The Petty Archives

Tom Petty gets his Mojo on
By Brad Wheeler
The Globe and Mail - Thursday, August 26, 2010

Concert breakdown
Hits: A smashing knee-length blue overcoat draped Tom Petty distinctively, and the sweeping, swaying liberation of Free Fallin' suited him just as fine.

Misses: Stop, children, what's that sound? David Crosby was majestic on Almost Cut My Hair, but Stephen Stills and Graham Nash blithely and consistently sang wrongly during a legacy-soiling opening set.

Overheard: "American Woman!" from a well-lubricated yahoo who meant to request American Girl - which Petty did not perform, perhaps in recognition of his Canadian audience.

In short: Torpedoes and aging be damned, Tom Petty and the Heartbreakers won't back down.

The Heartbreakers played classic-FM singalong rock - and got swampy - for an overjoyed crowd in Toronto

It is known: Anyone venturing into the bayou had better take a mojo offering with them. So, Thomas Earl Petty, who sometimes looks to the great wide open and the liberation of free-falling but other times takes to the swamps, overjoyed a full mass of humdrum-world escapists at the Air Canada Centre. With an air of ease and ripened poise, Petty and his long-time band the Heartbreakers dominated the arena, offering classic-FM singalong rock and murky backwater Florida fare to a crowd who knew the drill. There was rarely a dull moment; often it was superb.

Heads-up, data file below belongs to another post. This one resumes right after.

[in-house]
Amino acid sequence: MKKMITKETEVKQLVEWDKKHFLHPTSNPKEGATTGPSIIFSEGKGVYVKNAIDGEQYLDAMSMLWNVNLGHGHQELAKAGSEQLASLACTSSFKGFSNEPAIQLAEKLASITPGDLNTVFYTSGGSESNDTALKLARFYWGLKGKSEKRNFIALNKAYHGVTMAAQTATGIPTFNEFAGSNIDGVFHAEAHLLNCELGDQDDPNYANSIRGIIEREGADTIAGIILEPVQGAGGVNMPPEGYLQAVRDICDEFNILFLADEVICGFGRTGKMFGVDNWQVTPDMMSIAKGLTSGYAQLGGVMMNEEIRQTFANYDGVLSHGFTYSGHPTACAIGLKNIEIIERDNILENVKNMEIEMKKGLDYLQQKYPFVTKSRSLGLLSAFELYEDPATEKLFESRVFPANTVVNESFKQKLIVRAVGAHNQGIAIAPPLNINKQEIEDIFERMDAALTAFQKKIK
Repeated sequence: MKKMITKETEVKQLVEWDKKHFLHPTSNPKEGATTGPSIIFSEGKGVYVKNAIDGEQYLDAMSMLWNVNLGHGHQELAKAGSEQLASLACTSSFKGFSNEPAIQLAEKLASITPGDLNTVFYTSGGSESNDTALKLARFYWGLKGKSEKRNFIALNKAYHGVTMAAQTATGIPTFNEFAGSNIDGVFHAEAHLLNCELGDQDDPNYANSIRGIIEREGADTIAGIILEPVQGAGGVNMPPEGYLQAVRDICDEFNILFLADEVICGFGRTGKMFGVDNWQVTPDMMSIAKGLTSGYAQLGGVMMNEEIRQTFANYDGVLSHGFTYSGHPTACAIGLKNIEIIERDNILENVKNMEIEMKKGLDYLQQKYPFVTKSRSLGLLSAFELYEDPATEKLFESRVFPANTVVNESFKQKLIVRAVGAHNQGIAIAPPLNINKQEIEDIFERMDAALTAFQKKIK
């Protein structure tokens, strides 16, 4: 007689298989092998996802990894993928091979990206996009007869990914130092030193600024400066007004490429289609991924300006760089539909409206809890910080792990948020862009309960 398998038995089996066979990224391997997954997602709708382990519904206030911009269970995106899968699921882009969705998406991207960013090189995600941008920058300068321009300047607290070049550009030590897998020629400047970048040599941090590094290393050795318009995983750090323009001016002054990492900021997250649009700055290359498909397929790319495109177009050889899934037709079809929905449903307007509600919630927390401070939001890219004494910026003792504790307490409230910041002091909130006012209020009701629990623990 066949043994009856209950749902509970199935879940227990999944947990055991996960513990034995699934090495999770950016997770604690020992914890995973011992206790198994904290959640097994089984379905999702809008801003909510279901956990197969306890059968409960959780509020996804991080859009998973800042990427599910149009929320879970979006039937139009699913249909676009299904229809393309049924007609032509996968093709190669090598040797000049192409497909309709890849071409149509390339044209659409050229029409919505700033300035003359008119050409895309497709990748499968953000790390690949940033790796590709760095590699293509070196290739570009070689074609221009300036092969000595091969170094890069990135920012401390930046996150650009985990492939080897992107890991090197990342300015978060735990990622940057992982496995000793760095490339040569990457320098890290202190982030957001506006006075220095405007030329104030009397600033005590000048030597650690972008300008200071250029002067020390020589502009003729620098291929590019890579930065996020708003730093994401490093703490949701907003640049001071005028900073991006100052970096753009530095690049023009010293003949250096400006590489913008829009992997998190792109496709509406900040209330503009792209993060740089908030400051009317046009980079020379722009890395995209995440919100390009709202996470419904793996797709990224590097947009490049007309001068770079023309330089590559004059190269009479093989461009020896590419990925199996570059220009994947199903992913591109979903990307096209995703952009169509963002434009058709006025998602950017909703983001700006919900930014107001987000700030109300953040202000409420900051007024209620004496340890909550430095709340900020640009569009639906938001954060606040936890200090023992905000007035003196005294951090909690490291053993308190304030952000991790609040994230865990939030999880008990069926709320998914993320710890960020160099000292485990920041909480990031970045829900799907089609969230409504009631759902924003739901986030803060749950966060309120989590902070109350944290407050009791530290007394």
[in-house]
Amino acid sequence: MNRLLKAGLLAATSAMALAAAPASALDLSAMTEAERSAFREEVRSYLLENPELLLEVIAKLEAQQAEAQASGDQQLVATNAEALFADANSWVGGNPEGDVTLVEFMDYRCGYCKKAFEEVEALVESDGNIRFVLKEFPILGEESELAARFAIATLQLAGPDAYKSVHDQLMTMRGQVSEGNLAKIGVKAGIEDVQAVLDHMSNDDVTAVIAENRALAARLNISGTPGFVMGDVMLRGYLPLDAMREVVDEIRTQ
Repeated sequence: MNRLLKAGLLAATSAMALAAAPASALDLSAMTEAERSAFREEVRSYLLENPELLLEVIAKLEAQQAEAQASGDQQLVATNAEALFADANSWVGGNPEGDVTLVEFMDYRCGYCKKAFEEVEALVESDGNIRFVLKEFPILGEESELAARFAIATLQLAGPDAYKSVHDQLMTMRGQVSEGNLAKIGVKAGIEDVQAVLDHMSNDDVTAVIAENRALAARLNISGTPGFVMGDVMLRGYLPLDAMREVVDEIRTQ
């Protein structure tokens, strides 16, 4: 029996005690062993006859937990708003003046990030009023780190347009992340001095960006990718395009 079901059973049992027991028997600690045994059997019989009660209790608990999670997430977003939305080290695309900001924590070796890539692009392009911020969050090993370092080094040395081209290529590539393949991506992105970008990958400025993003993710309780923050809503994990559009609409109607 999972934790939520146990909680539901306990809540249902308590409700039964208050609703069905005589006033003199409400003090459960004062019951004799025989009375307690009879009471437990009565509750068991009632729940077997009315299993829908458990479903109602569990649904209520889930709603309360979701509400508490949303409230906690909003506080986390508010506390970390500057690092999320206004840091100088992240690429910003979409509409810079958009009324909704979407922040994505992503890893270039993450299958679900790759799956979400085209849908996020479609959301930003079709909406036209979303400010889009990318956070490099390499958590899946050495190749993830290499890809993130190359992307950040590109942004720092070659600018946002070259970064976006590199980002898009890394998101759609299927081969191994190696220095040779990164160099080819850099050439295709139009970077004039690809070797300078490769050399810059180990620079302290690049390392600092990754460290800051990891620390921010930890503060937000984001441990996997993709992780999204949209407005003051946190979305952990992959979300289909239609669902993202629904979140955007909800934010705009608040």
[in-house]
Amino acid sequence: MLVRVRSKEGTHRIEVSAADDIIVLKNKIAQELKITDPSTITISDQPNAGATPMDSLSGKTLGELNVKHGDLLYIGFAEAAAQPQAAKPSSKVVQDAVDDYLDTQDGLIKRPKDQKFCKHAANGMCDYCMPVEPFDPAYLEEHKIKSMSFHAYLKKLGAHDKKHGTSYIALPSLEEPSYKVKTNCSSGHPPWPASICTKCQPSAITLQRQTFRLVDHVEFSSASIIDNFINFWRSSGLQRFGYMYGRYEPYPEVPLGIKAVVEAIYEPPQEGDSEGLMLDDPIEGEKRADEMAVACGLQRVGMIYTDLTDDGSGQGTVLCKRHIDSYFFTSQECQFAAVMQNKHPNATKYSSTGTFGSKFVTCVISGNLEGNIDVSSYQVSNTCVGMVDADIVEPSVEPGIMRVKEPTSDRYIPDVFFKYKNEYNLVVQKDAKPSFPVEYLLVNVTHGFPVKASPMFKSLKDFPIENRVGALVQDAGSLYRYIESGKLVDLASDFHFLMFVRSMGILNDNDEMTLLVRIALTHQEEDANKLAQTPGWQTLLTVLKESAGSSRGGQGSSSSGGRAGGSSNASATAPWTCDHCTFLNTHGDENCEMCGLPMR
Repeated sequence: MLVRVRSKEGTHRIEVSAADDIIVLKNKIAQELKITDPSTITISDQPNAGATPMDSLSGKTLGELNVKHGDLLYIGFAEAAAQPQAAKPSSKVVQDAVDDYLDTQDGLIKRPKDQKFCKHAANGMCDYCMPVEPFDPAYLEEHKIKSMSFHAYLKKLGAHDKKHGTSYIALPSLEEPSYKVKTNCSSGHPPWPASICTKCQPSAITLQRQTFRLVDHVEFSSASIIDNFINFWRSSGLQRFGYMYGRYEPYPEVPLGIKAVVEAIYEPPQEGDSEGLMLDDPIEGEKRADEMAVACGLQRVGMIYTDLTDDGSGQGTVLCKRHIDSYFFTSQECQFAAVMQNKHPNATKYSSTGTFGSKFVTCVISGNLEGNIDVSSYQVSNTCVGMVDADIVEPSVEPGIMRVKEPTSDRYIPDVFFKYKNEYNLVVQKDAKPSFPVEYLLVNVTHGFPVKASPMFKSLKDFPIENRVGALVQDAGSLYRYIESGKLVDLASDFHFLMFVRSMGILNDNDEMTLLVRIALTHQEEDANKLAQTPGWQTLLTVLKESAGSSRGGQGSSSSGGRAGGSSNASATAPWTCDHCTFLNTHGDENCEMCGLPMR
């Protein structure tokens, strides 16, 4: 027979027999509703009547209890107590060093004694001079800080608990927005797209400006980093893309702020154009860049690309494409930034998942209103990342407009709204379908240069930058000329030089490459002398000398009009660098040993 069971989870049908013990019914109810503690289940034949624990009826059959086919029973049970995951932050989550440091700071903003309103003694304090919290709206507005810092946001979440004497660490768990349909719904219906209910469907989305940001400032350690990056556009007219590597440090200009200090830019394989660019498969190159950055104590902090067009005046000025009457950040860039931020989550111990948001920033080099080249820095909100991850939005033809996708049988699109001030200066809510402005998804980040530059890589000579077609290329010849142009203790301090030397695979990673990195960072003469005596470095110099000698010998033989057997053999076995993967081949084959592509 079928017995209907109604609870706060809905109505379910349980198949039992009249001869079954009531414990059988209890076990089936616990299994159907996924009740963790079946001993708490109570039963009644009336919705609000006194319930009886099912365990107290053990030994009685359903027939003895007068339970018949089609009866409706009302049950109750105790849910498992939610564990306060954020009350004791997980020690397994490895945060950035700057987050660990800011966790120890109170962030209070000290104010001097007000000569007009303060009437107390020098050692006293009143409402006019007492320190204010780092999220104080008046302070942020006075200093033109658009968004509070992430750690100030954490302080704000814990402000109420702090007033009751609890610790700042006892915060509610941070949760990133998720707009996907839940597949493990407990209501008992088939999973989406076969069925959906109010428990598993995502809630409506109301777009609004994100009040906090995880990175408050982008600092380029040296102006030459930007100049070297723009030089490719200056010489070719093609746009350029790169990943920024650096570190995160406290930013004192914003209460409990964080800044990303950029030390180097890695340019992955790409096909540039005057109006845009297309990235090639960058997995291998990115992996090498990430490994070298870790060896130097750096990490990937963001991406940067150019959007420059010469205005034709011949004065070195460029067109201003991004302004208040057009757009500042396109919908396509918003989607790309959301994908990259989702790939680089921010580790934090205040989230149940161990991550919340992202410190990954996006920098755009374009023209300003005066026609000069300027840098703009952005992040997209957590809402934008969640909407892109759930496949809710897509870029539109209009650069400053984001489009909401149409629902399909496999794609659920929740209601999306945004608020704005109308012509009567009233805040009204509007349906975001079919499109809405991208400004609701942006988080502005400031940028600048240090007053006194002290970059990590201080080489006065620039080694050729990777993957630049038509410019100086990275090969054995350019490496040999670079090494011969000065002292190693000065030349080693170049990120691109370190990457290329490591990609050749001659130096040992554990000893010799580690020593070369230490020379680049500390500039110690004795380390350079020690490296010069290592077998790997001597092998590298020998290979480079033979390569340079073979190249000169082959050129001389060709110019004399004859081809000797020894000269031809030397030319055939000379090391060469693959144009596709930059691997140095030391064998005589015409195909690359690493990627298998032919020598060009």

And did Petty bring to the party Mojo, his recent album of southeastern jam-blues? Oh my my, to borrow one of his lines, oh hell yes.

Petty, a 59-year-old artist of significance, presented himself initially as a dignified, hippified southern gentleman of some weird Confederate era: His defiantly blond hair was worn long and parted straight down the scalp, his flattering beard was darker, and a long, funky blue overcoat suited him fine.

His sleepy nasal voice was low in the mix for the jangly Listen to Her Heart, and much of the early-set songs were marked by the overmuscle of a thudding kick drum. "We've got a list of songs to fit in," Petty said, after his glad-to-be-here spiel. "So we're gonna get right into it."

In a recent interview, Petty said he had no interest in playing the role of a jukebox. Possibly he meant he would continue to record new music, or perhaps he referred to the adding of wrinkles to old favourites. Such as I Won't Back Down, which came with an attractive synthy keyboard sheen, adding a distinctly eighties feel to the solo hit single from '89. The excellent guitarist Mike Campbell, who would be introduced later by Petty as the band's "co-captain," pitched in with a winding slide solo. Breakdown was hazier and sprawled languorously, with a call-and-response component stretching things even further.

If Petty comes by his blues naturally, his influences wouldn't seem to stretch back to the Son Houses or Muddy Waters of the genre. The rugged psychedelic blues Oh Well covered Fleetwood Mac. Jefferson Jericho Blues, from the new album, had a shuffled Allman-esque groove, complete with a double-lead guitar bit by Campbell and Petty. I Should Have Known It unabashedly (and not unsuccessfully) saluted Led Zeppelin.

Petty brought his mojo and his blues, but his tunes as well. The evening, which began with the sagging spectacle of Crosby, Stills and Nash embarrassing their legacy with unbecoming harmonies, ended with a chugging, dynamic rendering of You Wreck Me. "Tonight we ride, right or wrong/ Tonight we sail, on a radio song." And that's exactly what had happened.